Tourism season expected to be good

  • May. 5, 2008 3:00 p.m.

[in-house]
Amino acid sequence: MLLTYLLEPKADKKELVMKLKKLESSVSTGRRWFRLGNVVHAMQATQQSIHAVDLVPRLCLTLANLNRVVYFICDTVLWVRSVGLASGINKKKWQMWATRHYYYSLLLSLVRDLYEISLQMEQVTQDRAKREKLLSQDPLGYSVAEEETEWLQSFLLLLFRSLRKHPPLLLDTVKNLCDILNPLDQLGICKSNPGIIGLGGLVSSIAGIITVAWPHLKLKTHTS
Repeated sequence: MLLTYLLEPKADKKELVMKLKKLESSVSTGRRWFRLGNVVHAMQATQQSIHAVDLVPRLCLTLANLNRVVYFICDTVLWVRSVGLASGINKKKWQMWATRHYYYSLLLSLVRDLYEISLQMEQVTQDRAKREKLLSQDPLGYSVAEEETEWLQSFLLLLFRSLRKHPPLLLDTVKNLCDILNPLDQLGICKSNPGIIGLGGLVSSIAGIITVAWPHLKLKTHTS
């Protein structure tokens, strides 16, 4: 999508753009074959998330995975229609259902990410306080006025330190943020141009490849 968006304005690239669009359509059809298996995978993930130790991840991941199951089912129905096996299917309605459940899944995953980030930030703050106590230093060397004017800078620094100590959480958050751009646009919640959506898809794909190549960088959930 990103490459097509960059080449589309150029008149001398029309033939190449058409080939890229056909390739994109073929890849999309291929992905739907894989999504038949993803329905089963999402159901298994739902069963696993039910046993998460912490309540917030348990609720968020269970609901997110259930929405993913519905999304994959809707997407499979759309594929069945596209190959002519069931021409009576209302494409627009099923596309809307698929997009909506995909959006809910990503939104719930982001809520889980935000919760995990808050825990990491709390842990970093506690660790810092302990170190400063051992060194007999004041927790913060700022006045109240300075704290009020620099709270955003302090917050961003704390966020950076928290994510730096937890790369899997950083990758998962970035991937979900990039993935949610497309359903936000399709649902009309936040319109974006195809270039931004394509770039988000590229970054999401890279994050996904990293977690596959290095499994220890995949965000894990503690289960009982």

It’s May, the weather’s trying to warm up and many islanders are just starting their busy season, as tourists from all over the world begin to head our way. And while there’s some worry about high gas prices and the problems in the US economy putting a bit of a damper on the season, most tourist operators we talked to expect a solid, good season ahead. But some are more optimistic than others. “I think its going to be an awesome year, I’m really positive about it. I think it will be good,” Laura Dutheil of Crystal Cabin Gallery in Tlell said. It’s her sixteenth season and she’s ready. “There’s always the typical gas increase but I’m not too worried. It’s definitely a destination for people now, I’m really optimistic about it all.” Her gallery’s mainstay is Haida art, and this year she has cooperated with the author of a book on new argillite carvers, soon to be out, and updated her advertising. “That’s something we are really looking forward to, bringing more interest in Haida art,” she said, “That’s exciting.” In Sandspit, Laura Pattison a partner in Moresby Explorers, which does tours in Gwaii Haanas, is also expecting a good year.”All our tours are booking right up, it looks like we’ll have a busy year again,” she said. “It’s actually looking like it will be quite a busy season. Of course, the weather hasn’t been quite as nice, we are hoping that it will shape up.” At the Visitor Centre in Queen Charlotte, Maureen Weddell told us they’ve had lots of enquiries from all over the world during the winter, and she is expecting a busy summer this year.”People really plan ahead,” she said, “we are not on the highway to anywhere, people are interested and I think we are on people’s radar screen. There a lots of places in the world that people can go. We are kind of on people’s lists, I think you can say that”. In Masset, Andrew Merilees, who administers several campgrounds for Old Massett Village Council, said a crew has been working at Agate Beach campground on North Beach, and that several improvements have been made to the shelter, tent pads and the information kiosk. As well, he says the Hiellen campground will open this season. It’s just across the Hiellen River, and has up to fifteen campsites. Mr. Merilees is also president of the Haida Gwaii Tourism Association, and says there’s lots of interest in the islands this year. He cited the opening of the Haida heritage Centre in Skidegate as well as the Edge of the World Music Festival for creating off-island interest. “We are always optimistic that it’s going to be a good season”, he said.Trevor Jarvis of the Village of Masset, which operates the info centre there, said the number of enquiries is running about the same as usual. The opening date for the centre has not been set yet, as there is some question about available funding. And he says the high price of gas may be a problem.Sarah Hillis of Sarah’s Haida Arts and Jewellery in Old Massett said there are a few people starting to come now.”I guess it depends on our weather and the ferry system,” she said, “if our wind is blowing like it is today.”She’s also worried about gas prices. “I have a feeling that the cost of gas is going to deter some people travelling here because it is getting kind of expensive to travel.” In Tlell, Ernie Burnett, who operates a wood carving studio there, said “Oh, I’m ready to roll. All we need is some tourists. I have lots more stock than I’ve had any previous season, mostly because it has been such a slow winter. I think everyone has been pretty slow this past winter” He said a lot of how the season goes will depend on “what this stupid weather does.””People want half decent weather when they are on holidays,” he said. He also is concerned about the delayed opening of the Haida Heritage Centre in Skidegate.”I think if the Heritage Centre had gone ahead, it would have made a big difference because that’s going to draw people from everywhere,” he said.Cacilia Honisch of Cacilia’s Bed and Breakfast in Tlell said bookings are “coming in, they are pretty good. I normally get more in the season anyhow, people that don’t have reservations”, she said, “People that camp, who may not get the weather they want. It’s looking pretty good so far.” She too is concerned about the late opening of the Heritage Centre”We don’t need this extra business in the main season,” she said, “earlier or later would have been better for people.” But she hasn’t heard any concern from the people who are booking with her about the price of gas. “Not the people that have phoned me,” she said, “I think the gas prices are high all over the place. Obviously, they don’t know that our prices are even higher than on the on mainland.””Yes, I’m ready. just keep them coming, Ms Honisch said. At Gwaii Haanas, Anna Gajda, Backcountry Management Coordinator, said “tour operators are booked up quite early compared to previous years. The majority I have spoken to are expecting to have a very good year.” She also said the park/heritage site had “a significant increase in our tour clients last year, so it will be interesting to see if that trend continues.” However, reservations for visiting Gwaii Haanas by individuals are lower than usual at this point. Deborah Marshall of BC Ferries in Victoria said Ferries is “getting excited to start our summer season.”The summer schedule for the Charlottes kicks off just over a month (June 12), with the usual six sailings per week from Prince Rupert. And bookings are solid, in fact well ahead of last year. Ms Marshall told us that as of May 1, there were 1,713 reservations on the Prince Rupert-Skidegate sailing. This compares with 1,572 at this time last year. As well, over 6,000 reservations are booked for Port Hardy-Rupert, almost 1,800 more than at this time in 2007. BC Ferries has recently attended several travel shows, and Ms Marshall says there has been lots of interest from Australia, the UK, Asia and Germany.”We are working quite hard to sell the northern routes,” she said, “With the new Haida cultural centre, there is a lot of interest in that. So we are getting a lot of really positive feedback.” Ms Marshall also thinks the problems in the US economy and the high gas prices are going to have a negative effect this year.